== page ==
Hyundai abandoned fix for Lappi’s Safari fault in 2023

Esapekka Lappi's geabox failure on Safari looks to have been linked to a homologation issue last year

Esapekka Lappi

DirtFish can reveal Esapekka Lappi’s retirement from last week’s Safari Rally Kenya was likely caused by a homologation problem last year.

The teams are permitted a number of homologation jokers each season. In the first year of a new homologation cycle, five jokers are permitted, three in the second year and then two for the remaining seasons.

In 2023, Hyundai used jokers for the rear subframe, chassis and fuel tank (joker #2023-1c) and a separate submission for the propshaft and chassis (joker #2023-2c). A third joker was withdrawn and not used. Crucially, that abandoned change included the gearbox casing – the part the team’s technical director François-Xavier Demaison confirmed as failing on the Finn’s car.

Demaison told DirtFish: “We tried to fix another issue on the transmission; the casing, actually. And in the very last part of the validation process, we had a problem with this new casing. So we had to cancel the homologation because it was no better than the one we had.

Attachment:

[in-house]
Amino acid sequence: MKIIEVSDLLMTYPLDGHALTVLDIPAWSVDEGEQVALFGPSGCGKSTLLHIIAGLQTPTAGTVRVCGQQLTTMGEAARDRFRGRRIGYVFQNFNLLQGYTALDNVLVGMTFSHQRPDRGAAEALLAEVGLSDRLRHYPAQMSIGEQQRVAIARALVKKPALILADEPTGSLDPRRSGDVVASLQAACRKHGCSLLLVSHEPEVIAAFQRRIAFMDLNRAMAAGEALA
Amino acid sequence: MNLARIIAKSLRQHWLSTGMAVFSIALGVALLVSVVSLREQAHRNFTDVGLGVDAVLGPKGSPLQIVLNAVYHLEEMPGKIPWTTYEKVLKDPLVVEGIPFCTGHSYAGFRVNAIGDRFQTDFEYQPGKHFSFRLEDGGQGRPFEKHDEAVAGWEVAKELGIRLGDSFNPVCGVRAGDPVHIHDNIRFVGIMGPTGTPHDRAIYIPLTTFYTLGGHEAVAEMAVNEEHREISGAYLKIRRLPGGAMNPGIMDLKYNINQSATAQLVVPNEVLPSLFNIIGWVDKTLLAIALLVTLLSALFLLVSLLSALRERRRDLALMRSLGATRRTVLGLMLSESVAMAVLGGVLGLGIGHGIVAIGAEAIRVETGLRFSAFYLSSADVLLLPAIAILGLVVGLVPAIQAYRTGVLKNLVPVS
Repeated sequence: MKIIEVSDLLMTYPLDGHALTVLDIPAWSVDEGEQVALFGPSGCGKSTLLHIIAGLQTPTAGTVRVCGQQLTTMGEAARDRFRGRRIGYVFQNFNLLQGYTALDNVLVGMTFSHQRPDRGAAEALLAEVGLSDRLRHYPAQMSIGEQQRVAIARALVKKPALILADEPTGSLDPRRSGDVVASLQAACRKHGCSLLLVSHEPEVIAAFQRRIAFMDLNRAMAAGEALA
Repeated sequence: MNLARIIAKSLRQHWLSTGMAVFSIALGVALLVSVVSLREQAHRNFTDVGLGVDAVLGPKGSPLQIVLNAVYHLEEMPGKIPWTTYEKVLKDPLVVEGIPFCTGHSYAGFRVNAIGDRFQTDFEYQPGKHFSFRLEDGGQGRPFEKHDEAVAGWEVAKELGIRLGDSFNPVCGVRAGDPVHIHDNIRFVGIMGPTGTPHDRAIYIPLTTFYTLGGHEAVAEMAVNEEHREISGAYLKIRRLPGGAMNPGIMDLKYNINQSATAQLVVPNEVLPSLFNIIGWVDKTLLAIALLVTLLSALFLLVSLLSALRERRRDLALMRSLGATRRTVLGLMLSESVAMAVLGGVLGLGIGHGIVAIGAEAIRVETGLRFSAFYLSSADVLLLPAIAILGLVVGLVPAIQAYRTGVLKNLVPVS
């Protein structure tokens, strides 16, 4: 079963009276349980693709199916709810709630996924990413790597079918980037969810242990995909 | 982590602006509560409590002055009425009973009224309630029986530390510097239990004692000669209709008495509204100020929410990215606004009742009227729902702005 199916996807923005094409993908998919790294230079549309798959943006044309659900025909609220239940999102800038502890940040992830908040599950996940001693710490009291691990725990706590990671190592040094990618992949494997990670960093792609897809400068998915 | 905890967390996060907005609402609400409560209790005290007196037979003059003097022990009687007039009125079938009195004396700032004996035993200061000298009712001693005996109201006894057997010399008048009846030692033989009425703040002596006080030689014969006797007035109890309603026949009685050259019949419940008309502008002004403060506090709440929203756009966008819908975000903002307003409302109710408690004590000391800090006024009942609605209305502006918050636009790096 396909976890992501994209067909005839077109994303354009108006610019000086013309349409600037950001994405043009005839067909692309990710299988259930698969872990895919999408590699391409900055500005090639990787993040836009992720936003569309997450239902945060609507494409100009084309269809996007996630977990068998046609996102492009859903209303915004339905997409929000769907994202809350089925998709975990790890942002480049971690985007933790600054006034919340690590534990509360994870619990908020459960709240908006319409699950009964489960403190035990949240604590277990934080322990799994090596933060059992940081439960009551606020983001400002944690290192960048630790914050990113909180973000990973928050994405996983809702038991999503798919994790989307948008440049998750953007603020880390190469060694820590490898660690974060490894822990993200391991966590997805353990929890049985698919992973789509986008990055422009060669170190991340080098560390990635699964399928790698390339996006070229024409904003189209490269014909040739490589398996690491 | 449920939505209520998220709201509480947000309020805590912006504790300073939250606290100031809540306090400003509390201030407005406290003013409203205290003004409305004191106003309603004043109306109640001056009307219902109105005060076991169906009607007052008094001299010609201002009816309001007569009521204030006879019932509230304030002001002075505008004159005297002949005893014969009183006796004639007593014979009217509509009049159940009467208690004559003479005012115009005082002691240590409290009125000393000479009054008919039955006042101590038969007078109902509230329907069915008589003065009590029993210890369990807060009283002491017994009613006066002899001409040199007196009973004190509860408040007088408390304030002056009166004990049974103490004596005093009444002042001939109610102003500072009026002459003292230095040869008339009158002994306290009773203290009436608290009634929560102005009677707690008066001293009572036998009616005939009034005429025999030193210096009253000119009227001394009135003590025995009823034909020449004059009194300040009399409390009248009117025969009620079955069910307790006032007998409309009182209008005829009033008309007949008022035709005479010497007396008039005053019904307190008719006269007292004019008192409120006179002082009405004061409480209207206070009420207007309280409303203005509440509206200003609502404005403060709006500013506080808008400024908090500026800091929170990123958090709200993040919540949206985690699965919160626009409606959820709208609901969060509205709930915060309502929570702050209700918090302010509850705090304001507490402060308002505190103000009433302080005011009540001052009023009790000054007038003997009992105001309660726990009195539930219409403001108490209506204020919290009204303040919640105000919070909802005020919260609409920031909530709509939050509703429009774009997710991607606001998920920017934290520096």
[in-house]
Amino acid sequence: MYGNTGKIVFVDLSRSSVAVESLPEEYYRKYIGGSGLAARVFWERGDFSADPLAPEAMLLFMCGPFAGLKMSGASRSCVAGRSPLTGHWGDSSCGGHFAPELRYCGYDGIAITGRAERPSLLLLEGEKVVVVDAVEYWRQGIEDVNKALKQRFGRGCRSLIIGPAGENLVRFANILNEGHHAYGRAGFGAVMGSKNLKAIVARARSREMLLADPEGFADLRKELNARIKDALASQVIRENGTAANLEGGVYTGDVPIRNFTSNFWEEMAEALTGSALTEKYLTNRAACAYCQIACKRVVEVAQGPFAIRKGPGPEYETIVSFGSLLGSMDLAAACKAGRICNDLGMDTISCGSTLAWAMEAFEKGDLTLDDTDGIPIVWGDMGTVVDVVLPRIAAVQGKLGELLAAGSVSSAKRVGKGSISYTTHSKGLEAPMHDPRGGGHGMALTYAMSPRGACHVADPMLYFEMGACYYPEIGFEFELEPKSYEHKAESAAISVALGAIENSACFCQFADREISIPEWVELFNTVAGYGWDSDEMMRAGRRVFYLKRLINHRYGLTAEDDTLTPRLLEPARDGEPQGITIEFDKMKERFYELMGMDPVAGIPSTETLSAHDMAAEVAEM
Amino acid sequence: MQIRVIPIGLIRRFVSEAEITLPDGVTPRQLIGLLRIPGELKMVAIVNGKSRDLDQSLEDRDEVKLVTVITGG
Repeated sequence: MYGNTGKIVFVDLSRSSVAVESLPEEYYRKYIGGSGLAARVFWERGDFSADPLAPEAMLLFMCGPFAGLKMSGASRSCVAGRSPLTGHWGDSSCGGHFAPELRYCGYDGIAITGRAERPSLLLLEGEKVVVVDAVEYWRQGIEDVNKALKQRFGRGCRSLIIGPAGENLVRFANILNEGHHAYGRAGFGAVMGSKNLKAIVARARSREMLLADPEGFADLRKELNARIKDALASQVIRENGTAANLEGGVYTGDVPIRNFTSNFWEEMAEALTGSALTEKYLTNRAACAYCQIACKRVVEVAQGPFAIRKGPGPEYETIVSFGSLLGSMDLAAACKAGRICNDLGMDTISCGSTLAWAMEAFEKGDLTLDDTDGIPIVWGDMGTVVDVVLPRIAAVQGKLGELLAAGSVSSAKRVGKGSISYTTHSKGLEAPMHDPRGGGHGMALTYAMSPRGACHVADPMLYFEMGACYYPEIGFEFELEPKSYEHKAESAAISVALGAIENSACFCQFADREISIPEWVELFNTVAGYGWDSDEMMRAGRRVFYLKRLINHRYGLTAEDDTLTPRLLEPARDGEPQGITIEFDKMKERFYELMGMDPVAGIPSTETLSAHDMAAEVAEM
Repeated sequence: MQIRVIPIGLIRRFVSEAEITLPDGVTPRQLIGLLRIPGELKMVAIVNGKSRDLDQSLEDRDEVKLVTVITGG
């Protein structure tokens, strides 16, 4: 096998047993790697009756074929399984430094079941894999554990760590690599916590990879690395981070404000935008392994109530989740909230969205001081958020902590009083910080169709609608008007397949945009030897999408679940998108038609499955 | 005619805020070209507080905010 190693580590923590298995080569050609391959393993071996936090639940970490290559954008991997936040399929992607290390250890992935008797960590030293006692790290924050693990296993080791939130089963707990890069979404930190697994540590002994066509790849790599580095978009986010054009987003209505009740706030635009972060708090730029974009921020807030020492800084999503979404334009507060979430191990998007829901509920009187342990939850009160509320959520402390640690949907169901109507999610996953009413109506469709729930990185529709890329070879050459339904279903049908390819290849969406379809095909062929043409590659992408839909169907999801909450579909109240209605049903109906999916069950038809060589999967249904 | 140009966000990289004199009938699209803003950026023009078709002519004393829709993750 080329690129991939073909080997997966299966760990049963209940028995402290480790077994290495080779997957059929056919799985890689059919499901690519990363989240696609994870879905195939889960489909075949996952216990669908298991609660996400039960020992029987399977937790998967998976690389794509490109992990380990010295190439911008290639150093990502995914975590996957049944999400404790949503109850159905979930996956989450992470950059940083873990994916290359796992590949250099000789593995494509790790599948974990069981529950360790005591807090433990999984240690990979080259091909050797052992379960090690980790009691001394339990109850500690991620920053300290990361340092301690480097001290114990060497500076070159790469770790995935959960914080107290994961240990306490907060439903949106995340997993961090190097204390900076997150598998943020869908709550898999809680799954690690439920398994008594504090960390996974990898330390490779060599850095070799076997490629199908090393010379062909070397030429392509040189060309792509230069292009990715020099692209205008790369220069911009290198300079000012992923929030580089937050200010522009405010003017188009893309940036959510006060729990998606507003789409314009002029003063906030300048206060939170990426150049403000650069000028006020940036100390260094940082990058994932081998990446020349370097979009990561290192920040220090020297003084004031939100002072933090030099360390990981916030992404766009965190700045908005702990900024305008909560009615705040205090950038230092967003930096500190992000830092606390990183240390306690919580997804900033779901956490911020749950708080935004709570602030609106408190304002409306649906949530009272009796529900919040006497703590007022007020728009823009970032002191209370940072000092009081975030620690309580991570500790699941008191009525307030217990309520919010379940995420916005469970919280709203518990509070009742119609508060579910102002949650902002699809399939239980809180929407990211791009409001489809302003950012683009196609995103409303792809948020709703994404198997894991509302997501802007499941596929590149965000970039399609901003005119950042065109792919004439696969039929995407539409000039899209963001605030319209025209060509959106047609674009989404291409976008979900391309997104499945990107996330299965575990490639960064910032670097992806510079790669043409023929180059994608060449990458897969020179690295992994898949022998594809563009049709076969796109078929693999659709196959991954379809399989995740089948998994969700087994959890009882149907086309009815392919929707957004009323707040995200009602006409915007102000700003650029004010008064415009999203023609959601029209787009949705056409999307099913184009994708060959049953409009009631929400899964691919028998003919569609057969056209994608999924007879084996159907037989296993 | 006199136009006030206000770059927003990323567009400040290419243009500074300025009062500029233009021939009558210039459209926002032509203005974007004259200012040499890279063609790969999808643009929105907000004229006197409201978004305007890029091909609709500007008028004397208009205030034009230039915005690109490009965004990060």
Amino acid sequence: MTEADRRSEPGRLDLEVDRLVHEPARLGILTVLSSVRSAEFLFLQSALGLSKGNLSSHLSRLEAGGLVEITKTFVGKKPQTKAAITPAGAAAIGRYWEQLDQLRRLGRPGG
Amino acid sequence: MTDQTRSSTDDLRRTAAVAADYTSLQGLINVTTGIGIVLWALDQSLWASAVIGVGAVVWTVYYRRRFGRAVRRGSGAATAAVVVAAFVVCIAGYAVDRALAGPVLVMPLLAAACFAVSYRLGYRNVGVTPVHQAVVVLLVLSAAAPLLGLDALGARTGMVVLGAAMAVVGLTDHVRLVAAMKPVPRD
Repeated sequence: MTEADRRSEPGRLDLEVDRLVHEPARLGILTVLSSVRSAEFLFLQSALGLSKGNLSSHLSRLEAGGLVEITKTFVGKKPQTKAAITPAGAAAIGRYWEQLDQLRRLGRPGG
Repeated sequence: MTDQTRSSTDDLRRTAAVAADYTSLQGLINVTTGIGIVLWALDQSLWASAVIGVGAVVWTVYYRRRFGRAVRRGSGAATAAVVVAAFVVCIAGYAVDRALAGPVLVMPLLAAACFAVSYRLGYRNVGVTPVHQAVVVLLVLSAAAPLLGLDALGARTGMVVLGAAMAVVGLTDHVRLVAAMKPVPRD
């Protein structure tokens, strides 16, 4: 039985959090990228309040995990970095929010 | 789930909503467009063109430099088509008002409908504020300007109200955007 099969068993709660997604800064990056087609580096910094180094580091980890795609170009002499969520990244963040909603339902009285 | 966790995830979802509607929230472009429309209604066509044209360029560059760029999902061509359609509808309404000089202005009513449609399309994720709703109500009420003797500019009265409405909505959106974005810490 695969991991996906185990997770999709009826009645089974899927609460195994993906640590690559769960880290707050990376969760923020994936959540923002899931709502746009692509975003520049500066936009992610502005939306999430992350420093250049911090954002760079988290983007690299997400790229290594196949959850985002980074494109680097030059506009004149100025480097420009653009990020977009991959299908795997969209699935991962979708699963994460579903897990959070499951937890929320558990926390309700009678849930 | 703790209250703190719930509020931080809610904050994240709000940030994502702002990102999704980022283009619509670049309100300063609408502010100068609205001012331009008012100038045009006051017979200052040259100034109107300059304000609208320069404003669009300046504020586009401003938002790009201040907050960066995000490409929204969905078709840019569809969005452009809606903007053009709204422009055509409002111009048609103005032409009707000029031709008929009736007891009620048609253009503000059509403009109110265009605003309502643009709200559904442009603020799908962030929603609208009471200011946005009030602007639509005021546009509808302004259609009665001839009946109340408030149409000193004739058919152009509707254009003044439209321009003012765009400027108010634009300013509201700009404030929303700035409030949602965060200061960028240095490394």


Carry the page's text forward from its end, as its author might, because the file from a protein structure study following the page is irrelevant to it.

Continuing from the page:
“It’s a long process to make a new casing. To do casings and transmission, it’s design, calculation, design and production… so we missed [the] joker plan for transmission reinforcement.”

Asked if that hurt more following Lappi’s Loldia retirement from third place, Demaison added: “Yes, it does. You know, the problem is also that with the current rules, you have a very limited number of testing days. It’s very difficult to sign off big parts like this. Today we have 21 test days for three cars in the championship – and you mostly want to use these days to prepare [for] the races. It’s not enough just to prepare for the race, never mind test parts.

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Hyundai's technical driector Demaison is frustrated at the lack of testing time available in the WRC

“On top of that, you want to follow process to validate new parts. So, you are a bit stuck.”

The teams are permitted a permanent test site, where cars can run without any testing limitations. Hyundai’s is sited in Jämsä, Finland.

Demaison said that didn’t help in this case.

“You can’t do 3,000 kilometers on 12 kilometers of road,” he added. “They get damaged too quickly. And you need a proper rough road to sign off your new parts.”